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Fight of Fist or Fight of Faith?

Thursday 27th August 2020

When I was a Morling student few years back, the Morling Student Representative Group organised the Morling International Day to celebrate the diverse cultures represented within the student body. Morling students were encouraged to showcase the cultural activities from their home countries. I volunteered to demonstrate the national sport of my country of origin, Korea - Taekwando. I roped in the support of my family to choreograph a series of Taekwondo movements, and together we demonstrated the patterns at the event. We received positive feedback from staff and students and were glad that they enjoyed the demonstration. Shortly after, we had another opportunity to repeat our demonstration at the Macquarie Baptist Church's Spring Fair. I was thankful that our Taekwondo skills could be used for the church's missional event to connect with their increasingly diverse local community.  

Some Christians may question whether the violence and Eastern spiritual connection of some martial arts like Taekwondo would make them incompatible with Christianity. Can Christians practice martial arts? As a Taekwondo practitioner myself and a Morling student, I had to answer these questions for myself first. I wanted answers from a theological perspective with facts rather than speculations.

In the course of my research, Dr. Ross Clifford, the principal of Morling College, told me he had in fact written a book with Philip Johnson about this very issue. I immediately purchased a copy of the book, Taboo or To Do? Is Christianity complementary with Yoga, Martial Arts, Halloween, Mindfulness and Other Alternative Practices?” (Darton, Longman and Todd, 2016). The book has a whole chapter on Eastern Martial Arts that addressed my questions.

The chapter examined the history and development of major martial arts and provided helpful suggestions to consider in each case with discernment, with some real-life examples and case studies. The following is a quote from the book:

"As this chapter outlines the discernment will be two-fold: is the training as it is practiced still overtly linked to Eastern spiritual beliefs, and does it promote violence? The other issue for reflection is what is the teacher's worldview with respect to these two points?"

Contrary to what many assume, Taekwondo promotes peace and actively discourages violence. In fact, one of the basic tenets of Taekwondo is courtesy and respect. Actually, the tenets of Taekwondo have much in common with Christian virtues. For example, you will find familiar Christian virtues such as integrity and perseverance in the tenets as well as self-control, which is listed as a fruit of the Holy Spirit (Galatians 5:22-23).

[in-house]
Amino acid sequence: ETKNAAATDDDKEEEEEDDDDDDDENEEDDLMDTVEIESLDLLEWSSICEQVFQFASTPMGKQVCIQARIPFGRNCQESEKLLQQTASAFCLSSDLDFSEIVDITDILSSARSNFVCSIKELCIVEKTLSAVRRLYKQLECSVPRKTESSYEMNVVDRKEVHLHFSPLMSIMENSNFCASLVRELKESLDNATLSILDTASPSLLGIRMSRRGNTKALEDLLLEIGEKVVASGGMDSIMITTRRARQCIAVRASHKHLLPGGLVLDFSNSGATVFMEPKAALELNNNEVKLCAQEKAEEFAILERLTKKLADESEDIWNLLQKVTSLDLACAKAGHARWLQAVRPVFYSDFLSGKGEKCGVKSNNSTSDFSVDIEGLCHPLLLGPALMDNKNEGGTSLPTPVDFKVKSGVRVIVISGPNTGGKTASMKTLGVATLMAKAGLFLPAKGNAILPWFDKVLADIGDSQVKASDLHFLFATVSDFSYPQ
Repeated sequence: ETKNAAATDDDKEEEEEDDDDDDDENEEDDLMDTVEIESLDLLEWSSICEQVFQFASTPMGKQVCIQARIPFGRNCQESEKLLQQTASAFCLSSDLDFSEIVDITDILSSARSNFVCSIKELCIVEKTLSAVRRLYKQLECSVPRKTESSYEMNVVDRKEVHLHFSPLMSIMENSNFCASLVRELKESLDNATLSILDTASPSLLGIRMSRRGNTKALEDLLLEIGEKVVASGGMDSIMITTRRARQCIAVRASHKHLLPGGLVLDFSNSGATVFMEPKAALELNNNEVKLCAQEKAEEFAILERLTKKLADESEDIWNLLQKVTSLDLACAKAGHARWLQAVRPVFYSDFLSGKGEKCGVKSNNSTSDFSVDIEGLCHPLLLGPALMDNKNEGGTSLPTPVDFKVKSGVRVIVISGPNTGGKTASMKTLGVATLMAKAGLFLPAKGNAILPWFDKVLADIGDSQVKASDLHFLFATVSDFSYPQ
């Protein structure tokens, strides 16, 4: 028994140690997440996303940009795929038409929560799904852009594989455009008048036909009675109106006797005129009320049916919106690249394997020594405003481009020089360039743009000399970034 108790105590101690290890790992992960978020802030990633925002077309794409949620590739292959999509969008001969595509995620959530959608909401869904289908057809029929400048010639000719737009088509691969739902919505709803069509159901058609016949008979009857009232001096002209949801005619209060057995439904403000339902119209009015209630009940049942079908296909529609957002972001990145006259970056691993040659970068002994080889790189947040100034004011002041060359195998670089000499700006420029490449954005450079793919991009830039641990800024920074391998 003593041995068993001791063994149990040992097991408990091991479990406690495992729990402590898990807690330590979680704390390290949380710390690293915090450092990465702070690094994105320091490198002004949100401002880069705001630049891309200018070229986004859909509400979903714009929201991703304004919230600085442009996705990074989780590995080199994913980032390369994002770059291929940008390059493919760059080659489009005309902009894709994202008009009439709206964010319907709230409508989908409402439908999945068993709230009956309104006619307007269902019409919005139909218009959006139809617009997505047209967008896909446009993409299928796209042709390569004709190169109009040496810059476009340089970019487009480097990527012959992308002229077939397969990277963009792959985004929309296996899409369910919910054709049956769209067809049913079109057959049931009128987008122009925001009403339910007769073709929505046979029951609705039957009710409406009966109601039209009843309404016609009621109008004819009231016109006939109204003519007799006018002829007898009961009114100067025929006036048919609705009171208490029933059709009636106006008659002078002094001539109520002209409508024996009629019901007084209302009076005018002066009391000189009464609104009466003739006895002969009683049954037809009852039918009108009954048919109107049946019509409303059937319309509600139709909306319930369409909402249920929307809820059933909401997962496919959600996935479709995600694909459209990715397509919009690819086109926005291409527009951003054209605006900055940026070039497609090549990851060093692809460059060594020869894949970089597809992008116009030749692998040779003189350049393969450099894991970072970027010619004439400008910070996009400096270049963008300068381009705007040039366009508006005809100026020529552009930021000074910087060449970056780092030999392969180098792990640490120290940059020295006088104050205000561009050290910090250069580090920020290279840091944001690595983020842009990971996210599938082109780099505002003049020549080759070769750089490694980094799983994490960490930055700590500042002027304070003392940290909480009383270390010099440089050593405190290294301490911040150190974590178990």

Within the Bible itself, Paul used analogies of athletics often to describe the Christian life (1 Corinthians 9:24-27; 2 Timothy 4:7). He also affirmed the benefits of bodily exercise (1 Timothy 4:8).

As I looked further, I even discovered that some churches in Korea were using Taekwondo to reach out to communities in Korea and overseas for their missional activities and some colleges were providing courses in creative Christian ministry with a Taekwondo component.

These findings helped me answer my questions and I was confident that I could practice my Christian faith and Taekwondo at the same time. I could even use Taekwondo to help my ministry in some ways. Of course, there were health benefits of keeping me fit and flexible.

As it turned out, this was just one example of how my education at Morling helped me to answer real-life questions in practical ways, theologically and biblically. I could now do the fight of fist and the fight of faith together.

Dennis ParkLater that year, I took my daughter to Peru to represent Australia in the World Taekwondo Poomsae Championship (Poomsae mean choreographed set patterns of Taekwondo moves). A couple of years later, I had the privilege of being selected to represent Australia in Taiwan for the 2018 World Championship, and this all happened while I was studying at Morling.

I have now completed my Master of Ministry at Morling and will be accredited as a Baptist minister in October this year at the Baptist Gathering. The Lord has also blessed me with a role at Morling College where I oversee Vose's VET courses in Ministry and Leadership & Management.

I am so grateful for how the Lord has shaped and equipped me throughout my time at Morling. I often ask as Paul did, "Who is equal to such a task?" (2 Corinthians 2:16b) and answer with the words of the very apostle himself, "But by the grace of God I am what I am, and His grace to me was not without effect." (1 Corinthians 15:10a) In the end, I want to say, just as Paul said, "I have fought the good fight, I have finished the race, I have kept the faith." (2 Timothy 4:7)

Written by Dennis Park

Dennis Park is a Morling graduate (2019) and pastor of Sydney Grace Community Church (a Baptist New Start church plant) at Wentworth Point. He also works part-time at Morling overseeing Vose's VET Ministry and Leadership & Management courses. He is 4th Dan Black Belt in Taekwondo and trains/teaches with Lee Taekwondo Club at Wentworth Point.

Dennis Park's Blog